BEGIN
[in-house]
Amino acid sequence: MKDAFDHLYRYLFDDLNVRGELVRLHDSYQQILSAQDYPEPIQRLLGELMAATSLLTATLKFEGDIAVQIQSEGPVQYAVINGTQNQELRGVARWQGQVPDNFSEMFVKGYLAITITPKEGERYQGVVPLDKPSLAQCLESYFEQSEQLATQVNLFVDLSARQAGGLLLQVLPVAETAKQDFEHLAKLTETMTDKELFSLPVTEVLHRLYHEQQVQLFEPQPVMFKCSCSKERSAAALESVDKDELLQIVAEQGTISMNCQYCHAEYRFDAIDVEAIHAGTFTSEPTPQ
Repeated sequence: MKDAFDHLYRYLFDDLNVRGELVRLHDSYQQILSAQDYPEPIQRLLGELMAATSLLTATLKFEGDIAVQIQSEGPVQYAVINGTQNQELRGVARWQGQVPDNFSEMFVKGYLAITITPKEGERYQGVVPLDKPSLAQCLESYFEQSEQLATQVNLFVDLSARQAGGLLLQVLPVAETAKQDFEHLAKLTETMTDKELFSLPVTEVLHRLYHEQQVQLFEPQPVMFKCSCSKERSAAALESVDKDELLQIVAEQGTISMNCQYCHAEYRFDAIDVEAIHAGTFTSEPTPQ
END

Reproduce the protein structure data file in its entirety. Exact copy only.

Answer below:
[in-house]
Amino acid sequence: MKDAFDHLYRYLFDDLNVRGELVRLHDSYQQILSAQDYPEPIQRLLGELMAATSLLTATLKFEGDIAVQIQSEGPVQYAVINGTQNQELRGVARWQGQVPDNFSEMFVKGYLAITITPKEGERYQGVVPLDKPSLAQCLESYFEQSEQLATQVNLFVDLSARQAGGLLLQVLPVAETAKQDFEHLAKLTETMTDKELFSLPVTEVLHRLYHEQQVQLFEPQPVMFKCSCSKERSAAALESVDKDELLQIVAEQGTISMNCQYCHAEYRFDAIDVEAIHAGTFTSEPTPQ
Repeated sequence: MKDAFDHLYRYLFDDLNVRGELVRLHDSYQQILSAQDYPEPIQRLLGELMAATSLLTATLKFEGDIAVQIQSEGPVQYAVINGTQNQELRGVARWQGQVPDNFSEMFVKGYLAITITPKEGERYQGVVPLDKPSLAQCLESYFEQSEQLATQVNLFVDLSARQAGGLLLQVLPVAETAKQDFEHLAKLTETMTDKELFSLPVTEVLHRLYHEQQVQLFEPQPVMFKCSCSKERSAAALESVDKDELLQIVAEQGTISMNCQYCHAEYRFDAIDVEAIHAGTFTSEPTPQ